Erika Vanderveer is a goaltender with the Burlington Barracudas of the Canadian Women’s League, a six-team circuit featuring many the game’s top female players. Vanderveer is in her first season in the CWHL after spending four years tending goal at Ohio State on a full scholarship and one year in Europe in the European Women’s League.
People always wonder what it must be like to be the last man standing between the pipes during the sudden-death moments of the shootout. Some think it’s the most nerve-racking position for a goalie to be in – the fate of the game resting on their shoulders – while others are convinced goalies are ‘crazy,’ so being put in such situations is relatively normal.
I always recall how Ken Dryden described it in his book The Game:
“A goalie is simply there, tied to a net and to a game; the game acts, a goalie reacts. How he reacts, how often, a hundred shots or no shots, is not up to him… It is his job, a job that cannot be done one minute in every three, one that will not await rare moments of genius, one that ends when the game ends, and only then. For while a goal goes up in lights, a permanent record for the goal-scorer and the game, a save is ephemeral, important at the time, occasionally when a game is over, but able to be wiped away, undone, with the next shot.”
This past Friday, during a CWHL home game versus the Brampton Thunder – a top contender with all-around talent – I was faced with that exact challenge. My team had battled back from a 2-0 deficit and pushed the game to a shootout after an uneventful five-minute overtime period.
Fully aware of the talent I was about to face, I was so psyched to be the one between the pipes in that moment…
There I stand, the crossbar against my back. I glance at the ref, who awaits my nod. The sound of skates cutting into the ice replaces the hollow quietness of the arena. Tap once, tap twice – the familiar sound of my stick ringing the posts in routine succession calms me. I focus my gaze to center ice.
The ref blows her whistle. My full attention and focus become tunnel vision: one puck, one shooter, one save – here we go! I focus solely on the puck, purposely blurring out the player’s stick, skates and anything else I had learned to associate with certain key players.
I mainly do this to avoid being distracted by the fact I could be facing two-time Olympic gold medalist Jayna Hefford, who had already beat me one-on-one earlier in the game. I’d rather pretend it was a “nobody” coming down on me than get caught up in the mere realization Lori Dupuis, with her bursting speed and quick hands, might be the one on my doorstep in seconds.
After stopping three of four faceless Brampton snipers, our fifth shooter scores, tallying our second shootout goal to Brampton’s one.
‘One more shooter, one more save, here we go kid,’ I repeat to myself.
The unknown, but quick-moving skater picks up the puck and charges toward me. Two big pushes position me just outside my crease. ‘Keep square to the puck,’ I keep telling myself. ‘Hold your ground, patience, patience…OK, backwards momentum, now. She’s taking you right, no, way left, go, go, go!’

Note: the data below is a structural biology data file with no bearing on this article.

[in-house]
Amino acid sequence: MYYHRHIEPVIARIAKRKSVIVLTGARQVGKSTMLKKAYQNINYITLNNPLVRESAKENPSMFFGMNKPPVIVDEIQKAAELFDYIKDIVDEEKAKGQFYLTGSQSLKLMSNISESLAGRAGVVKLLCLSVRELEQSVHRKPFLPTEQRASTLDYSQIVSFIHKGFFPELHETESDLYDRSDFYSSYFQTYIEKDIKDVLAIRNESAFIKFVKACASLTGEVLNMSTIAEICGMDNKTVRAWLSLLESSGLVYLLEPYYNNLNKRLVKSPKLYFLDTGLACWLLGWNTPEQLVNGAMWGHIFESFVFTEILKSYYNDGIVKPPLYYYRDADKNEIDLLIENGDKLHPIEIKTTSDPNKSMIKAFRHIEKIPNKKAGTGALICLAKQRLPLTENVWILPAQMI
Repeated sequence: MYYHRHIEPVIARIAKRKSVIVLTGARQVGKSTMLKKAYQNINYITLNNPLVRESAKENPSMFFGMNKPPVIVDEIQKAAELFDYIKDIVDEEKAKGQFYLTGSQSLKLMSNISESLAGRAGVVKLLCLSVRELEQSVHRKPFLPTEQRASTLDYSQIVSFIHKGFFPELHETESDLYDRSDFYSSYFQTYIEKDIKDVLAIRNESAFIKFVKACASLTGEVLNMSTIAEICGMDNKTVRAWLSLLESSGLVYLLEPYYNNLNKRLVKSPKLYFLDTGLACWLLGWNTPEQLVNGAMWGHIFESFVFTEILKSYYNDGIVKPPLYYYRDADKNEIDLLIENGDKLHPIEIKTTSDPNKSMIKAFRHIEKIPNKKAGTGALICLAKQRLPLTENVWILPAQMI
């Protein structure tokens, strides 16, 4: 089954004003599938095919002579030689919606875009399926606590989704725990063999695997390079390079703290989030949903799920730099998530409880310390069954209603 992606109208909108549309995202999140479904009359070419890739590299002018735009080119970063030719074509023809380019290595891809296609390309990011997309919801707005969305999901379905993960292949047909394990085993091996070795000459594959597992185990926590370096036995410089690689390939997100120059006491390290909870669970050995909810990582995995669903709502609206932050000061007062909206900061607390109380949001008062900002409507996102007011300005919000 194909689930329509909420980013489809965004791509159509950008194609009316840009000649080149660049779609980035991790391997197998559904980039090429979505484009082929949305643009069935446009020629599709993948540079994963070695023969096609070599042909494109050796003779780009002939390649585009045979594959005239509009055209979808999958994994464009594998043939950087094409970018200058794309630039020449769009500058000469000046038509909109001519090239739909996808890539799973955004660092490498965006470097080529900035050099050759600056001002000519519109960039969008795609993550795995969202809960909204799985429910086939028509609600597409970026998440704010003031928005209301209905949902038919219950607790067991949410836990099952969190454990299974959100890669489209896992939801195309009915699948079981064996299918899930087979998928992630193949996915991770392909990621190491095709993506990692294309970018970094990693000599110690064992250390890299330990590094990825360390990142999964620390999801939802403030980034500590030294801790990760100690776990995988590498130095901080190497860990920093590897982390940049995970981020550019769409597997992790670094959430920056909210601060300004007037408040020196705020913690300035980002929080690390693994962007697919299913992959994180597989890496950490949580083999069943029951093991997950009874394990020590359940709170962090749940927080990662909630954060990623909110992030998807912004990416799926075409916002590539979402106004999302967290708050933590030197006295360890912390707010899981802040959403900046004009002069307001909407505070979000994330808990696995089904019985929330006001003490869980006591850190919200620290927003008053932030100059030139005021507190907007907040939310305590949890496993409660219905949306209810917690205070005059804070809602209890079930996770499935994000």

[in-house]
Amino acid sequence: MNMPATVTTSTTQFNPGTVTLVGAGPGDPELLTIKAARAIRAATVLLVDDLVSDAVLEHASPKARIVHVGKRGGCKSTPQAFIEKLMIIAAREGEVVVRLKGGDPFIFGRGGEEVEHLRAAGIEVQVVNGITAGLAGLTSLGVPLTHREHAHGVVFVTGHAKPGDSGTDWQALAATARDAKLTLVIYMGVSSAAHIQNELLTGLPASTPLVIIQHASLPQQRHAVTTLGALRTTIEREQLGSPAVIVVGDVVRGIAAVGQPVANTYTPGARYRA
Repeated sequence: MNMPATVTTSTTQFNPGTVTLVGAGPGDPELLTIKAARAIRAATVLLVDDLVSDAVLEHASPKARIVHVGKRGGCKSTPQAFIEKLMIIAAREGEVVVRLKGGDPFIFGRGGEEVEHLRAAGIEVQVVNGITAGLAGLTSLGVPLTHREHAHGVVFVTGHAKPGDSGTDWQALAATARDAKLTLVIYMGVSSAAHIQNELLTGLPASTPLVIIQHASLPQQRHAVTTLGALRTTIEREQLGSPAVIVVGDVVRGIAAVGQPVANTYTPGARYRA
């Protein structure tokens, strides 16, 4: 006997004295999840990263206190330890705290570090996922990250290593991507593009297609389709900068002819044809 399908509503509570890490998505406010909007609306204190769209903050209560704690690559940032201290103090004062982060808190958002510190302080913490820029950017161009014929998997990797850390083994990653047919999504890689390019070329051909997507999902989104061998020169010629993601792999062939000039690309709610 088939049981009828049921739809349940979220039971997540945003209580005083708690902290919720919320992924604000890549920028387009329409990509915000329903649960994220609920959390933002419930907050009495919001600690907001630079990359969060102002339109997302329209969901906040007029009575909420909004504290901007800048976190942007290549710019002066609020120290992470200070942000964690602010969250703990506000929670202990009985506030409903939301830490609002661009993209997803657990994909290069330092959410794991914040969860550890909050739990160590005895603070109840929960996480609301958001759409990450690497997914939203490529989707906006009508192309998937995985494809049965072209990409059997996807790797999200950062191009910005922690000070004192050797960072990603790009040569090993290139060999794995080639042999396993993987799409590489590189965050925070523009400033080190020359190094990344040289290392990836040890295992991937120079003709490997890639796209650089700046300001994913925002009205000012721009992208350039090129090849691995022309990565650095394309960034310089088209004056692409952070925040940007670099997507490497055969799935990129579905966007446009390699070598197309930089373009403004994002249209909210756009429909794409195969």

I transition from sliding to the right, back to my glove side; stretching my left leg out in extreme desperation. My blocker hand is left completely out the other way, but it doesn’t matter. I hear the cheers of the fans as I watch the puck flutter off my toe and towards the corner of the rink…
It is only then I look up and acknowledge the talent I have just faced: Vicky Sunohara, superstar veteran of Team Canada with eight World Championship appearances and two Olympic gold medals.
PLAYING WITH THE BEST
Being a member of the Barracudas in the CWHL, I know the importance of recognizing the talent and potential of the women’s game. The CWHL is home to many of our elite Canadian national team members, giving them a place to play and develop outside of international competition.
It has been a bumpy ride to get to where the league is now, but hopefully with more support and recognition, this league will be a permanent home to some of the greatest female hockey players of today.
I know how fortunate I am to be a part of a league home to so many great players. It is a privilege to play against national stars like Hefford, Dupuis, Sunohara, Cheryl Pounder, Jennifer Botterill, Sami Jo Small, Gillian Apps and Becky Kellar – all of whom will take part in the CWHL All-Stars versus NHL Alumni game Sunday afternoon at Copps Coliseum in Hamilton, Ont.
I have taken up the challenge to blog for TheHockeyNews.com when I am able to sneak away from the ‘drawing board.’ I am a graphic designer for THN, but that is only secondary to my hockey career (sorry, guys!).
Stay tuned to hear more about where I’ve been, what I’ve experienced and where I’m heading next. I will also keep you up to date on the CWHL and other eventful news from the world of women’s hockey.
‘Til next time, keep your stick on the ice.
Erika Vanderveer will blog for THN.com throughout the season.